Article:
Prosecutor claims Argentina’s president hid Iran role in 1994 bombing
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Prosecutor claims Argentina’s president hid Iran role in 1994 bombing

Alberto Nisman accuses Cristina Fernández of ‘fabricating the innocence of Iran’ over blast at Jewish community center offices that killed 85 people

Argentinian President Cristina Kirchner speaking on October 1, 2014. (screen capture: YouTube/AFP News Agency)
Argentinian President Cristina Kirchner speaking on October 1, 2014. (screen capture: YouTube/AFP News Agency)

The Argentinean prosecutor investigating the 1994 bombing of a Buenos Aires Jewish center on Wednesday accused Argentina’s president and foreign minister of covering up Iran’s involvement in the attack.

Alberto Nisman filed a 300-page complaint naming President Cristina Fernández de Kirchner, Foreign Minister Héctor Timerman and others of seeking to “erase” Iran’s role in the bombing at the AMIA community center offices in which 85 people were killed. He said he wants to question the president and other officials who he claims are involved in the cover-up.

Nisman claims that the president decided to “not incriminate” former senior Iranian officials for their roles in planning the bombing, and instead has sought a rapprochement with Tehran, “establishing trade relations to mitigate Argentina’s severe energy crisis,” the Buenos Aires Herald reported.

When her agreement with Iran was challenged in the Argentinean courts, “and here is the criminal (aspect), the president ordered to divert the investigation, abandoning years of a legitimate demand of justice, and sought to free the Iranians imputed (in the case) from all suspicions, contradicting their proven ties with the attack. She decided to fabricate ‘the innocence of Iran’,” the newspaper quoted Nisman as alleging.

Alberto Nisman (photo credit: YouTube Screen Shot)
Alberto Nisman (photo credit: YouTube Screen Shot)

Last May, an Argentine court declared unconstitutional an agreement with Iran to probe the 1994 bombing of a Buenos Aires Jewish center. The agreement had been approved in 2013 by Argentina’s congress, at the request of the executive branch. Nisman consistently argued that the agreement constituted “undue interference of the executive branch in the exclusive sphere of the judiciary.”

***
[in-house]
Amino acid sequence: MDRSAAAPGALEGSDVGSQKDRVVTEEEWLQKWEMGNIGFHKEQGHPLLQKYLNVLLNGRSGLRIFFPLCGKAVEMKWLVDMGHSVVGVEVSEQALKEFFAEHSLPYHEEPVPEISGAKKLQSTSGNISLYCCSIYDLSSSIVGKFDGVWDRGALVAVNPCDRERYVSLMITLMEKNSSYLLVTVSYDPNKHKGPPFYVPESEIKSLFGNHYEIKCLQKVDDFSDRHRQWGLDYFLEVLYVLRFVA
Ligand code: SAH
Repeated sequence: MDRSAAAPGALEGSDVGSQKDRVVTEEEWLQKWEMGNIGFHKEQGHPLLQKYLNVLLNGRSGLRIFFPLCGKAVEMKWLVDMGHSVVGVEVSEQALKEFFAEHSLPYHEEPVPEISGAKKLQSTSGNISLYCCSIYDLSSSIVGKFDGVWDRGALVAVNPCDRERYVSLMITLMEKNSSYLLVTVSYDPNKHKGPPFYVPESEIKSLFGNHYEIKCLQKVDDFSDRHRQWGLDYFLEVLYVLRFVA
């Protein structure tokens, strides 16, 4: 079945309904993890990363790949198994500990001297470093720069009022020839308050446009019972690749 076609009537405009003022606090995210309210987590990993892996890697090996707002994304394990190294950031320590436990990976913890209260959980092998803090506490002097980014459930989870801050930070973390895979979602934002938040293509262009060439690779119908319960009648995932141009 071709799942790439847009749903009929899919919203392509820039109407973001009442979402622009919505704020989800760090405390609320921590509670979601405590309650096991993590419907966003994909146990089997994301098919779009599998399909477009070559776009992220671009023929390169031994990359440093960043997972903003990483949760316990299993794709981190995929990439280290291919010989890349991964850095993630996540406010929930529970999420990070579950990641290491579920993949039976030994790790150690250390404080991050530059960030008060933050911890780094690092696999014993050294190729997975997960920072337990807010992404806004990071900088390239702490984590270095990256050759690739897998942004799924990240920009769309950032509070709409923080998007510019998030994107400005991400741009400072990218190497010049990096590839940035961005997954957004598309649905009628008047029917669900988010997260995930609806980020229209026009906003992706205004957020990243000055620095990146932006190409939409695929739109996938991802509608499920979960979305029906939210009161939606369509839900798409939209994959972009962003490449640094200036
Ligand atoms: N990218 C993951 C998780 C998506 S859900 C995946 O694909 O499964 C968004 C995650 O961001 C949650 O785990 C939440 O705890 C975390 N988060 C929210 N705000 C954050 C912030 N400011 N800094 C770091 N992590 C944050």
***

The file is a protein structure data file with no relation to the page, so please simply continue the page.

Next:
Since 2006, Argentine courts have demanded the extradition of eight Iranians, including former president Akbar Hashemi Rafsanjani, former defense minister Ahmad Vahidi and Mohsen Rabbani, Iran’s former cultural attache in Buenos Aires, over their alleged involvement in the bombing.

The aftermath of the 1994 AMIA bombing in Buenos Aires, Argentina (photo credit: La Nación (Argentina)/Wikipedia Commons/File)
The aftermath of the 1994 AMIA bombing in Buenos Aires, Argentina (photo credit: La Nación (Argentina)/Wikipedia Commons/File)

Buenos Aires was the site of two major attacks on Jewish sites in the 1990s. A 1992 attack on the Israeli Embassy killed 29. The 1994 bombing of the AMIA Jewish center left 85 dead.

Prosecutor Nisman traced the authorization for the July 18, 1994, terrorist attack to a meeting of Iran’s National Security Council held a year before, and compiled sufficiently compelling evidence of Iran’s role in the crime as to have several leading Iranian figures, including Vahidi and former presidential candidate Mohsen Rezai, placed on an Interpol “red notice” list. The final decision to attack the AMIA center was allegedly made by Supreme Leader Ayatollah Ali Khamenei and then-president Rafsanjani.

The specific motivation for the 1994 AMIA bombing, according to Nisman, was to punish Argentina for suspending its nuclear cooperation with Iran. Once the decision was taken to act against the country, Nisman told The Times of Israel, it was a Jewish target that was decided upon — again, a familiar Iranian strategy. “When they choose to act against a country, the attack is commonly on the Jewish community,” he said. “It’s the first target.”

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